Re: Future of ESWT in North America

john h on 7/30/02 at 09:04 (090976)

Sunny: I am supprised that the high tech equipment you talk about can last for 5-7 years. Computers go obsolete about every 3 years. There is some equipment that seem to have gone on and on such as the 50 year old B-52 Bomber. It is still the most potent long range bomber in the world. Of course, the upgrades to this old aircraft have exceeded it's original cost by 400-500 percent. Everyone is now wanting the new GE MRI equipment that does not require you to be intombed in close quarters. The hospitals that have them heavily advertise them in our local papers.

Re: To Carole wives and women (off topic)

Pauline on 7/30/02 at 11:16 (090990)

Really cute post. We've got to teach women to continue the same approach after marriage. Rule # 1. Never let the gifts slide and always expect more. Yea!

Re: To Carole wives and women (off topic)

Carole C in NOLA on 7/30/02 at 11:45 (090997)

You are right! There are so many changes that would need to be made. Rule #2, everyone is responsible for their own laundry! Rule #3, if the guy doesn't open doors for you and pull out your chair at dinner, he's toast. There are about a million more rules, too.

Now that I'm single again, I get the roses but not the dirty laundry. I get taken to fine restaurants and don't have to pack the guy's lunches at 5 AM. I can offer emotional commitment without a lot of strings attached, and expect the same.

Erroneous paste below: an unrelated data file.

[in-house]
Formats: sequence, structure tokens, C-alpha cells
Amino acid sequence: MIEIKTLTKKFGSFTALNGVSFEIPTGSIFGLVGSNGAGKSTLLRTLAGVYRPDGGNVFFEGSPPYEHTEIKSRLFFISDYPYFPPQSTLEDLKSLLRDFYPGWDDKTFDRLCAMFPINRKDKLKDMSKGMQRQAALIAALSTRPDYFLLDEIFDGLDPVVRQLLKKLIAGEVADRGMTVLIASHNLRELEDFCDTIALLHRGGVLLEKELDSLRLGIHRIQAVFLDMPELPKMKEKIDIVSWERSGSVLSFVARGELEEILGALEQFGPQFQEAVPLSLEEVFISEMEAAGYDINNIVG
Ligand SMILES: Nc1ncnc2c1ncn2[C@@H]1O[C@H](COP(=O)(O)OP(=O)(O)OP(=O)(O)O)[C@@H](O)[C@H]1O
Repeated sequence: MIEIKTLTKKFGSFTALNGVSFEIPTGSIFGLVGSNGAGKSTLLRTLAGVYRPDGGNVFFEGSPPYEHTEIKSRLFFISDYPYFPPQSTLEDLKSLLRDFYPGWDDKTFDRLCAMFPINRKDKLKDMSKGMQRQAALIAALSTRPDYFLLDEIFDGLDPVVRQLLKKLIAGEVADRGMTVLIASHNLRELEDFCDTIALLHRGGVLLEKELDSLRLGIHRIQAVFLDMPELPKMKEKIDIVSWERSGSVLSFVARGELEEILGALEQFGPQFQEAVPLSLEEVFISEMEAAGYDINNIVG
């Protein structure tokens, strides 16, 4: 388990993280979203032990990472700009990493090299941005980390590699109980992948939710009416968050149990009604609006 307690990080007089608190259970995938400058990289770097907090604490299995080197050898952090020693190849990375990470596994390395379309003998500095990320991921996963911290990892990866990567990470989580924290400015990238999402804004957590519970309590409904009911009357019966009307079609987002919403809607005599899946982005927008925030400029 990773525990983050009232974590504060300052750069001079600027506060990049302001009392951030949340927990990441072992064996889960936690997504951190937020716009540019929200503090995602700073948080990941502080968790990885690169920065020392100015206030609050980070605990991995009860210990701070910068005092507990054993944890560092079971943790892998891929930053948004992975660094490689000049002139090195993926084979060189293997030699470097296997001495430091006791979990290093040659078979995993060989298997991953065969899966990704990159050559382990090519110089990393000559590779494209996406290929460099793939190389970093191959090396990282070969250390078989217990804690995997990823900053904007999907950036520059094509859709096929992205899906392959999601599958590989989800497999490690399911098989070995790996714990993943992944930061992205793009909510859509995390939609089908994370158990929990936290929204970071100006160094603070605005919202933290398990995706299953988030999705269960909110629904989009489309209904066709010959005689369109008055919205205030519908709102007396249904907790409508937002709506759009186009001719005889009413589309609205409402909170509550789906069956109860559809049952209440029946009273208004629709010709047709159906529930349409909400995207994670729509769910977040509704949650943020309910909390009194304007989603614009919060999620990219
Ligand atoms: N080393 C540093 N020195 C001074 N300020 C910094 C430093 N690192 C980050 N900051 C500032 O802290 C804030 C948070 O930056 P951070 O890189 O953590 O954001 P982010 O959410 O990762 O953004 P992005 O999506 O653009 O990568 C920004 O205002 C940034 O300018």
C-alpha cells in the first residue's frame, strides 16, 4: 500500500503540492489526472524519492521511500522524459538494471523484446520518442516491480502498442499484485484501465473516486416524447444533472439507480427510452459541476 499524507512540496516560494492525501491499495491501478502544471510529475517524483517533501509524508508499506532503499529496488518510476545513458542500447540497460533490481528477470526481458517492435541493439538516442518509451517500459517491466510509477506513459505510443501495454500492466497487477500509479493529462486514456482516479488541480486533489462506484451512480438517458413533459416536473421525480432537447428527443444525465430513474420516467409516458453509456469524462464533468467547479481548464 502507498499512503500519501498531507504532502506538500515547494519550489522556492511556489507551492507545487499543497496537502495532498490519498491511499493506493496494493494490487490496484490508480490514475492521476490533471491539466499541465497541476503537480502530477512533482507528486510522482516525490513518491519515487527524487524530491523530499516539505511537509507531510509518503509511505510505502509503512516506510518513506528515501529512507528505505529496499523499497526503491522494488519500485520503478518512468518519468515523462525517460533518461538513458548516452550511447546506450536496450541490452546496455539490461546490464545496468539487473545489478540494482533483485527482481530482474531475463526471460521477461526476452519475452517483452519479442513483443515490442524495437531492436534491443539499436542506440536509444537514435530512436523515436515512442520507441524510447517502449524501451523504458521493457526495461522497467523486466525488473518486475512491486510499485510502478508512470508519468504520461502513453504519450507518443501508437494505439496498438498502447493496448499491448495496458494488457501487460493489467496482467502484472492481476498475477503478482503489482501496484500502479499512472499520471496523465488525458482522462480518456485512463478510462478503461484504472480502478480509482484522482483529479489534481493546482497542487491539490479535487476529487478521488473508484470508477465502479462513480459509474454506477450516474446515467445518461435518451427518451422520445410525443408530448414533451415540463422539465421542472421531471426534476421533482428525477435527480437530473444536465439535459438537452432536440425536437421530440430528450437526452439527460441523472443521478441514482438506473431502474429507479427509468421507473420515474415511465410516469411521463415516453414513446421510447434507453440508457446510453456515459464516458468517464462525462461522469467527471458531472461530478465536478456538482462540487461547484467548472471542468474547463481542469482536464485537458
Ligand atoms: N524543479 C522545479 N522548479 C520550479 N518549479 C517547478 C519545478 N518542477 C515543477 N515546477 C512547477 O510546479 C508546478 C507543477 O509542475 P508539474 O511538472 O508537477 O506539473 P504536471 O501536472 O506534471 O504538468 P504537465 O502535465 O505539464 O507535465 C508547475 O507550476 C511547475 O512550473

Carole C

Re: To Carole wives and women (off topic)

Tammie on 7/30/02 at 12:06 (090999)

That is so true ! I found a laugh today thank u!

Re: To Carole wives and women (off topic)

john h on 7/31/02 at 09:51 (091128)

Hey Carole I have always done my own laundry. Want a well trained husband then marry a military guy. he will do the yard, vacume, do the laundry, make the beds, mop, take out the garbage, empty the kitty litter box and put up the dishes and then go to work/

Re: To Carole wives and women (off topic)

Carole C in NOLA on 7/31/02 at 18:55 (091199)

In your dreams! My ex was career Navy. He was a heck of a mopper, but he didn't do any of those other things at all!

But wait! You are talking about marriage. But now I'm opting for the fine dining, show, and dozen red roses, not for the slaving away over a hot stove, watching the end of a TV show, and growing my own flowers. LOL

Carole

Re: To Carole wives and women (off topic)

john h on 7/31/02 at 19:06 (091203)

Carole: the Navy guys march to their own drum. I do all those things and always have. not because my wife want do them but because i am a bit hyper. i climb mountains because they are there.

Re: To Carole wives and women (off topic)

Carole C in NOLA on 7/31/02 at 19:08 (091205)

John, Mary is a lucky woman. :)

Carole C